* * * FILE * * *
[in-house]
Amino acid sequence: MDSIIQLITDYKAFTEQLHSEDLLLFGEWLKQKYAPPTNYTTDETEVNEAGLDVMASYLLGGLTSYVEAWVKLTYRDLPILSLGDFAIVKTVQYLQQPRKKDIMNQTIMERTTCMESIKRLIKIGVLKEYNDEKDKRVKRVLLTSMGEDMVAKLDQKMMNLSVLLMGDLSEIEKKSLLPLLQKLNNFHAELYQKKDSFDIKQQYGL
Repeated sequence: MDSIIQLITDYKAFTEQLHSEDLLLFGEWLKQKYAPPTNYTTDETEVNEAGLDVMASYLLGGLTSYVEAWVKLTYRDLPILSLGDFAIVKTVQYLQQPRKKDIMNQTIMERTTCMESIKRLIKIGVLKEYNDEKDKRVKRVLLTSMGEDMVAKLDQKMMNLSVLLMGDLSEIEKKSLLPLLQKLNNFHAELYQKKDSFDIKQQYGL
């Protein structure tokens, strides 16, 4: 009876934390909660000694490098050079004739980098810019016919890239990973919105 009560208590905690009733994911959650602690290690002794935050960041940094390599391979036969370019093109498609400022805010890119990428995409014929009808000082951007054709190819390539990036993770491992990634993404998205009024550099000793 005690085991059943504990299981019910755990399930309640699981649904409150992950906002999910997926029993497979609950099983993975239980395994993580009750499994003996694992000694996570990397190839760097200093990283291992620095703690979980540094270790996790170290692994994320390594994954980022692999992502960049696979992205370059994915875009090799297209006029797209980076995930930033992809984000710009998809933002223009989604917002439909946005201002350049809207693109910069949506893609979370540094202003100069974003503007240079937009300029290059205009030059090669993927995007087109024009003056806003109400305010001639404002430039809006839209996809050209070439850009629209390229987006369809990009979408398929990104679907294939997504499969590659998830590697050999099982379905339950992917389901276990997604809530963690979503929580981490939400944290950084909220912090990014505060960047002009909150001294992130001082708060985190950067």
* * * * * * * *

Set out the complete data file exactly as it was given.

[in-house]
Amino acid sequence: MDSIIQLITDYKAFTEQLHSEDLLLFGEWLKQKYAPPTNYTTDETEVNEAGLDVMASYLLGGLTSYVEAWVKLTYRDLPILSLGDFAIVKTVQYLQQPRKKDIMNQTIMERTTCMESIKRLIKIGVLKEYNDEKDKRVKRVLLTSMGEDMVAKLDQKMMNLSVLLMGDLSEIEKKSLLPLLQKLNNFHAELYQKKDSFDIKQQYGL
Repeated sequence: MDSIIQLITDYKAFTEQLHSEDLLLFGEWLKQKYAPPTNYTTDETEVNEAGLDVMASYLLGGLTSYVEAWVKLTYRDLPILSLGDFAIVKTVQYLQQPRKKDIMNQTIMERTTCMESIKRLIKIGVLKEYNDEKDKRVKRVLLTSMGEDMVAKLDQKMMNLSVLLMGDLSEIEKKSLLPLLQKLNNFHAELYQKKDSFDIKQQYGL
């Protein structure tokens, strides 16, 4: 009876934390909660000694490098050079004739980098810019016919890239990973919105 009560208590905690009733994911959650602690290690002794935050960041940094390599391979036969370019093109498609400022805010890119990428995409014929009808000082951007054709190819390539990036993770491992990634993404998205009024550099000793 005690085991059943504990299981019910755990399930309640699981649904409150992950906002999910997926029993497979609950099983993975239980395994993580009750499994003996694992000694996570990397190839760097200093990283291992620095703690979980540094270790996790170290692994994320390594994954980022692999992502960049696979992205370059994915875009090799297209006029797209980076995930930033992809984000710009998809933002223009989604917002439909946005201002350049809207693109910069949506893609979370540094202003100069974003503007240079937009300029290059205009030059090669993927995007087109024009003056806003109400305010001639404002430039809006839209996809050209070439850009629209390229987006369809990009979408398929990104679907294939997504499969590659998830590697050999099982379905339950992917389901276990997604809530963690979503929580981490939400944290950084909220912090990014505060960047002009909150001294992130001082708060985190950067």